Makdessi (10-2 MMA, 3-2 UFC) made his debut in the UFC after just seven professional fights. Prior to competing in the world’s premiere fighting organization, the Halifax, Nova Scotia, native tore through his local circuit, dispatching six of seven opponents via TKO.
By his eighth fight, he was already basking in the main stage spotlight, fighting Pat Audinwood at UFC 124. Makdessi won a decision on that night and followed it up with highlight-reel spinning backfist knockout of TUF 12 alum Kyle Watson at UFC 129. Unfortunately, after the two initial outings, Makdessi hit a rough patch and suffered back-to-back losses to MMA veteran Dennis Hallman and the flashy Anthony Njokuani, respectively.
Like many young prospects, somewhere along the way, the pressure started building for Makdessi.
It wasn’t the fear or pressure of failure as much as it was the pressure to excel.
“The pressure started before my losses. I turned professional at the age of 23. I always thought guys were more experienced than me,” Makdessi told MMAweekly.com.
“It was my style and skills that, I believe, got me to where I am at now. My first couple of fights I had some exciting wins, and I don’t know, I guess I just let the pressure get to me. I wanted to perform.”
Apparently the problem stemmed from not being able to curtail his desire to learn and absorb as his career skyrocketed.
“I made it (to the UFC). I had no life. It’s all I did. Learning, training – I let it consume me. It’s all I’d think about. Sometimes it’s just a love-hate relationship. I just had to learn how to re-focus and focus on the present.”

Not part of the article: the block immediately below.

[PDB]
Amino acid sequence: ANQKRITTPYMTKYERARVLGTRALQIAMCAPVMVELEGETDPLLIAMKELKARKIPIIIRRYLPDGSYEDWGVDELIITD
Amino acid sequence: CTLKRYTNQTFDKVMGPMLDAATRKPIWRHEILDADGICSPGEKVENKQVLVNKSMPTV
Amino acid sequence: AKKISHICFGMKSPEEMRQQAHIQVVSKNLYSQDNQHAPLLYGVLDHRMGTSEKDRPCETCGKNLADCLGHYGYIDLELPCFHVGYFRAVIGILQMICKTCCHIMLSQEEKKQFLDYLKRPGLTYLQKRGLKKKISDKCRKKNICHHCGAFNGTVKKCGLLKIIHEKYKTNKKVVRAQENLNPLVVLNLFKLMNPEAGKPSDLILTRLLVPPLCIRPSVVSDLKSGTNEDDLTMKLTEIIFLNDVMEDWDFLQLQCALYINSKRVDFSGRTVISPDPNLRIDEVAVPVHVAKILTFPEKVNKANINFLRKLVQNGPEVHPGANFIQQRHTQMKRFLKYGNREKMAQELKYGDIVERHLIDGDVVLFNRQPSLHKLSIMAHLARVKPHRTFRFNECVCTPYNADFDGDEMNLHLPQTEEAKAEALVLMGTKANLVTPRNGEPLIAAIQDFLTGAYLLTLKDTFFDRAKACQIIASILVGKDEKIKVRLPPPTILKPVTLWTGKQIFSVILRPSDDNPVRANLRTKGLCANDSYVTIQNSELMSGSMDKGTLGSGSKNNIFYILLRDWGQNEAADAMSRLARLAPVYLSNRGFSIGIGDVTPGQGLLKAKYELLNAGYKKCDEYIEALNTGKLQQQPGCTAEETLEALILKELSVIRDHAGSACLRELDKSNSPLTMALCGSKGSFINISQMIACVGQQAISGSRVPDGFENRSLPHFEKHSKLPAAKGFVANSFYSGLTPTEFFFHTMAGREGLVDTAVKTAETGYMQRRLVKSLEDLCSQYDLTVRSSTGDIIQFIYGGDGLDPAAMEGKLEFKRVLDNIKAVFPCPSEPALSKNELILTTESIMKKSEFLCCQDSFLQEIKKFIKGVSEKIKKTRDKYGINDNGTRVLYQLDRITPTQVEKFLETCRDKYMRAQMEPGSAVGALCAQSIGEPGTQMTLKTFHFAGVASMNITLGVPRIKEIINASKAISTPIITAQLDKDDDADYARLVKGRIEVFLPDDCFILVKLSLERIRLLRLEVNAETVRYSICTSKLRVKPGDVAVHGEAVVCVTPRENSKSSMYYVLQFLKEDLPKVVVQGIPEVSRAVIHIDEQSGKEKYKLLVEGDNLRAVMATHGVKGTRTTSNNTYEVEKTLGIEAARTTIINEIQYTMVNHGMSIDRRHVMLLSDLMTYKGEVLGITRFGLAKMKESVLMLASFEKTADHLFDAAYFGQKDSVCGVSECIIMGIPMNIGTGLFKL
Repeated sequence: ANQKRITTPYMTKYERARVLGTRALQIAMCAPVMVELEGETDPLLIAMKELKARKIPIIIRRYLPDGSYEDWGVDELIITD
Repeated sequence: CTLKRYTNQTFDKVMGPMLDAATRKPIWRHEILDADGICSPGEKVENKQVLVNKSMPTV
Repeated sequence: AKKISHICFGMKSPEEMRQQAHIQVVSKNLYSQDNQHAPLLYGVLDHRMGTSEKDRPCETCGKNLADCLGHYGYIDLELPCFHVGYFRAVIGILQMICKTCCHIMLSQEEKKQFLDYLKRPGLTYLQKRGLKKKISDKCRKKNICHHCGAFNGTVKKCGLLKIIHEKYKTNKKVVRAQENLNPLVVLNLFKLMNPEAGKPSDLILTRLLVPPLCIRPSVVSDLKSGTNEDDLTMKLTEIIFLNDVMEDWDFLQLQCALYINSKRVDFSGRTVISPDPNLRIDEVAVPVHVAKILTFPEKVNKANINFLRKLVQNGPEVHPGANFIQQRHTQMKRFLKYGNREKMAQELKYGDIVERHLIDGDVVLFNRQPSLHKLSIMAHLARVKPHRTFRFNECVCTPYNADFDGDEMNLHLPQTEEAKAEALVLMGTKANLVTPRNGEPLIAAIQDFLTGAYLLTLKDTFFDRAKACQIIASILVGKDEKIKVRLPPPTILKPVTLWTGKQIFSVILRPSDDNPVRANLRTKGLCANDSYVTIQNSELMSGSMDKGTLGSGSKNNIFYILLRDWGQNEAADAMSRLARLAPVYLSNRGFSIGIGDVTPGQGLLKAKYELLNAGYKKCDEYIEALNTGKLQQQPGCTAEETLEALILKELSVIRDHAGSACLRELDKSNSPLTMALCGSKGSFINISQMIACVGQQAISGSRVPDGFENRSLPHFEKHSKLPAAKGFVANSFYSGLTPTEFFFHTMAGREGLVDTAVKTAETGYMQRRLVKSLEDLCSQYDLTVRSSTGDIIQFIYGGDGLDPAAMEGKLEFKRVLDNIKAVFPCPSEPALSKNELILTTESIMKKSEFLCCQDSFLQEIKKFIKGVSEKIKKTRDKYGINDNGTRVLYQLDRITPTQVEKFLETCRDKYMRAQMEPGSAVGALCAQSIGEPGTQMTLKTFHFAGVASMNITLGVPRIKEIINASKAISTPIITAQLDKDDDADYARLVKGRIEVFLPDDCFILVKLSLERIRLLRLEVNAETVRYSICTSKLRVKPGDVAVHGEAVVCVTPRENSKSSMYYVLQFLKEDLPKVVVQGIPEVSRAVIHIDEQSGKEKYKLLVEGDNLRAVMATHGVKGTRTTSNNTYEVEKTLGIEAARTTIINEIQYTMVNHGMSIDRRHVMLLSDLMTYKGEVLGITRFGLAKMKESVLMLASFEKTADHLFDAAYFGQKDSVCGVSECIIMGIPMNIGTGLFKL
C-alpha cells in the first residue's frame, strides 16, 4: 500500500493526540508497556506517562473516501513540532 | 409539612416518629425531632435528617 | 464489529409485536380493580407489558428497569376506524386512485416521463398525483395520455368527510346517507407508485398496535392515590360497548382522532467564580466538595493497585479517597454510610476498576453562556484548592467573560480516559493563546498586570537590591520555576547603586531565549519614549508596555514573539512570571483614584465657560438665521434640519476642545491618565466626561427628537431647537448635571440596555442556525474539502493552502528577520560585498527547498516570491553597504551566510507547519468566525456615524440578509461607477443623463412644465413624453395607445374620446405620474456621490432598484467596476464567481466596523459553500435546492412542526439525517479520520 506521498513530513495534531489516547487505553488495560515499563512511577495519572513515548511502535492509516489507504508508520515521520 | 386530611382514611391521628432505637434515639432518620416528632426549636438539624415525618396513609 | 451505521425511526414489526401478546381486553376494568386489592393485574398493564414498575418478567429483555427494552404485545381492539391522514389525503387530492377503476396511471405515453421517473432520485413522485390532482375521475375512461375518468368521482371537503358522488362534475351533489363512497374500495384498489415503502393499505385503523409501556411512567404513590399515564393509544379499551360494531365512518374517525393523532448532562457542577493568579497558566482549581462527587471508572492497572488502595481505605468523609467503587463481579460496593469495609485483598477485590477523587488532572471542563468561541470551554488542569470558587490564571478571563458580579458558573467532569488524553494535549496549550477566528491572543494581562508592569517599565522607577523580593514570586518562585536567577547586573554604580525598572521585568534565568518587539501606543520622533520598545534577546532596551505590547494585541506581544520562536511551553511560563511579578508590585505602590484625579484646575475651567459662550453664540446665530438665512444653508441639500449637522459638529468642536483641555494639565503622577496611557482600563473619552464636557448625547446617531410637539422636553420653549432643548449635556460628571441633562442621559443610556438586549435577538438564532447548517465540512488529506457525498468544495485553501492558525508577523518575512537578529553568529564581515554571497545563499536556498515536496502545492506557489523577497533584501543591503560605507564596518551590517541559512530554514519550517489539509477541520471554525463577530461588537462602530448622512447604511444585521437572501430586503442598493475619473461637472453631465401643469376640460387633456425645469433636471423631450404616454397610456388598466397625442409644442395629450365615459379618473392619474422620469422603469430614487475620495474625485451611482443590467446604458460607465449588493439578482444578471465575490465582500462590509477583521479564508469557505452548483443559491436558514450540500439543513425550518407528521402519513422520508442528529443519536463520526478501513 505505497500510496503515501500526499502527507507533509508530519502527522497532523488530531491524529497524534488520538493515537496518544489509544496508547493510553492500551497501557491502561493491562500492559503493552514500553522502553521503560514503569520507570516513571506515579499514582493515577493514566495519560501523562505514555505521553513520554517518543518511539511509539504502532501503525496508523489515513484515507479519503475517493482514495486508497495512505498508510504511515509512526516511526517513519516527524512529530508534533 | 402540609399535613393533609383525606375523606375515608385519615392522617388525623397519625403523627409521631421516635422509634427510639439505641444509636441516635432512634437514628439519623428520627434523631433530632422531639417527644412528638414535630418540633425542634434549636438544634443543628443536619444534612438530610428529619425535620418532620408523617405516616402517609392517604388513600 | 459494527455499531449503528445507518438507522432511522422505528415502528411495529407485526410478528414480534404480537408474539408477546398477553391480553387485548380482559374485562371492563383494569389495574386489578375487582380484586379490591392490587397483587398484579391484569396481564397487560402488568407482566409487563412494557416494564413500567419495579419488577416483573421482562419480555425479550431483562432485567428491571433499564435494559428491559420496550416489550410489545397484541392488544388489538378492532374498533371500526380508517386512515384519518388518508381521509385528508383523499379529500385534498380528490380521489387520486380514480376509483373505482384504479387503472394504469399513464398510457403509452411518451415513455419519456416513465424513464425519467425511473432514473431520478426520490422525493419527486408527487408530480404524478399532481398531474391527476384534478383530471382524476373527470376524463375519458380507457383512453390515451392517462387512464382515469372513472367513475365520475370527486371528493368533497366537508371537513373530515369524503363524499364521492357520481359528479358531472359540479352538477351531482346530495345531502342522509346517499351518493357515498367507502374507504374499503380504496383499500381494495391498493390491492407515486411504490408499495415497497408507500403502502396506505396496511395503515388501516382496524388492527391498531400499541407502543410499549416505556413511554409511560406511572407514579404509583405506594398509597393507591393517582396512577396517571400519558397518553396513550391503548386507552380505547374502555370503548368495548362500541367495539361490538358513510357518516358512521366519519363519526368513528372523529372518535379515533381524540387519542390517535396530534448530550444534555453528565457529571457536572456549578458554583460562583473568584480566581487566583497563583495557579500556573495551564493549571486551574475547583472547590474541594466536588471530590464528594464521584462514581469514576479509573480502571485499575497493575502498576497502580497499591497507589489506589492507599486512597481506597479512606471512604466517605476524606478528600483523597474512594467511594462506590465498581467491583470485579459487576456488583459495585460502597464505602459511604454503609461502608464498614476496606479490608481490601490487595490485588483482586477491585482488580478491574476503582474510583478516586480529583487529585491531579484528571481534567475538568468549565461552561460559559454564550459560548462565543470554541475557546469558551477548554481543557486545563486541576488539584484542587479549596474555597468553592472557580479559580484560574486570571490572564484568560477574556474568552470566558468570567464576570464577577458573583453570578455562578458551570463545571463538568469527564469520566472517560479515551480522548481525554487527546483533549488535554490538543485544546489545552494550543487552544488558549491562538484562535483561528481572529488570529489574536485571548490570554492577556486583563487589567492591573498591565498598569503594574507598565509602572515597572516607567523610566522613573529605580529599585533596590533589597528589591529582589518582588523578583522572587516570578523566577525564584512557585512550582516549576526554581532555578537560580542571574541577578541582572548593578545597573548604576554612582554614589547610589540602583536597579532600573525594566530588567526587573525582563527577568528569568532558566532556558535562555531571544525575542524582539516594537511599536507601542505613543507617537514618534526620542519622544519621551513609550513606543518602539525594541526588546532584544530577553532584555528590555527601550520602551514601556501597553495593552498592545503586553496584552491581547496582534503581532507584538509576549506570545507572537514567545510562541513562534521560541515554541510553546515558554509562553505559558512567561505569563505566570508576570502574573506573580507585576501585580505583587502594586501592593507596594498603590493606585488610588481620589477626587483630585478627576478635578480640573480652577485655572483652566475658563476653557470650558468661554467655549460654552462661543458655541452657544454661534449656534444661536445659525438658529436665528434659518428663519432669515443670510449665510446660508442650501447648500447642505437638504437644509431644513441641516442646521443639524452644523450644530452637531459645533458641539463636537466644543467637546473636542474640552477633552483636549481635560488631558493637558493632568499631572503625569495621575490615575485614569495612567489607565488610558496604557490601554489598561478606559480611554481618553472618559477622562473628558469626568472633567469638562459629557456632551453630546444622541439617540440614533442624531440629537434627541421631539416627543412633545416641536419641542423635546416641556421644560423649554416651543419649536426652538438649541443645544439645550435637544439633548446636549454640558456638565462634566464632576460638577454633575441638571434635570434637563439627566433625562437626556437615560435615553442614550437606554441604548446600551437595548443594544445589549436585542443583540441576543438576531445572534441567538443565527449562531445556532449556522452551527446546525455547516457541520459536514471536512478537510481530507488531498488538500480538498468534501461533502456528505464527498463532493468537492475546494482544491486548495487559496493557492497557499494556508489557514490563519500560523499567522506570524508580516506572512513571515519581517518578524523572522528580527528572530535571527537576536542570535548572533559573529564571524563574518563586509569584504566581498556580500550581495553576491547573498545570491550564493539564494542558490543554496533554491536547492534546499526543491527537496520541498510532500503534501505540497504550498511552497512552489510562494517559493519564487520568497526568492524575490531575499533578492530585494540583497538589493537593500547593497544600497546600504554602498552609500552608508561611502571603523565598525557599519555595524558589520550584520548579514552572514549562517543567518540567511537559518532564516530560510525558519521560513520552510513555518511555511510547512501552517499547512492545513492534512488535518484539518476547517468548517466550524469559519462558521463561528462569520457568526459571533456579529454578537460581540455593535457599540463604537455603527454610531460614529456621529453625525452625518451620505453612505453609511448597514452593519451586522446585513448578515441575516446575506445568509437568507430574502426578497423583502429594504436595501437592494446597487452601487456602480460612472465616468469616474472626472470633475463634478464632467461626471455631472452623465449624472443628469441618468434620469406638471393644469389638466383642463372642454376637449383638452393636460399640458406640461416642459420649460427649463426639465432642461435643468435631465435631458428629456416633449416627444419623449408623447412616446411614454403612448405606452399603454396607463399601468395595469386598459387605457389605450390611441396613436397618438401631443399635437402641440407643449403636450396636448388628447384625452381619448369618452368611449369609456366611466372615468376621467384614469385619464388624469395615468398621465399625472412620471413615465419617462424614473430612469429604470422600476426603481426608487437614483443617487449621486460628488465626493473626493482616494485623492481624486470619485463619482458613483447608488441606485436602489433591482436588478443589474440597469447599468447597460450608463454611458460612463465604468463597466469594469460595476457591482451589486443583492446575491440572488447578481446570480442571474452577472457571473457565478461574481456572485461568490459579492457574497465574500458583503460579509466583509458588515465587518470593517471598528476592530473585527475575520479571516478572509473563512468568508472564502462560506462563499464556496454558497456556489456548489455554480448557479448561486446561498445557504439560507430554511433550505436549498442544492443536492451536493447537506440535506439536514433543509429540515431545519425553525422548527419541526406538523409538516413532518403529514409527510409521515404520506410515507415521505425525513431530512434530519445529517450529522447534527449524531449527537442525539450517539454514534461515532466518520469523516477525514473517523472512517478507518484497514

As the pressure mounted, Makdessi suffered back-to-back losses in his next two UFC outings. With the current climate of fighter cuts and shaky job security, he sought out a professional to help get his mental game on par with his physical prowess.
“The thing is, I did let the pressure get to me,” he recounted. “I never imagined I’d have to go through talking (to a mental coach). I never imagined I’d be in the UFC. I always believed in my fighting. I always believed in myself. I always believed in my skills, but I just went with the process.
“Now, I’m working with a mental conditioning coach, Brian King, and he’s been great. I love the way he works. He’s been helping me a lot. I remember him saying, and it made a lot of sense, ‘Once you reach a certain level, it’s no longer about your skill level or how hard you work. It then becomes about your mental game.’”
This new mental approach allowed Makdessi to view the fight as it was; a one-on-one contest between two like-minded scrapers.
“At the end of the day, we’re both punching each other – he trains, I train – it then becomes about who did the mental preparation. I truly believe that. Now I’m training my mind more than my body.”
A workhorse in the gym, this Tri-Star product has a laundry list of champions and former champions to question at the famed Montreal sweathouse if he’s ever struggling with the finer nuances of mixed martial arts. Luckily for the proud Canadian, one of those partners just so happens to be UFC welterweight champion and countrymen Georges St-Pierre.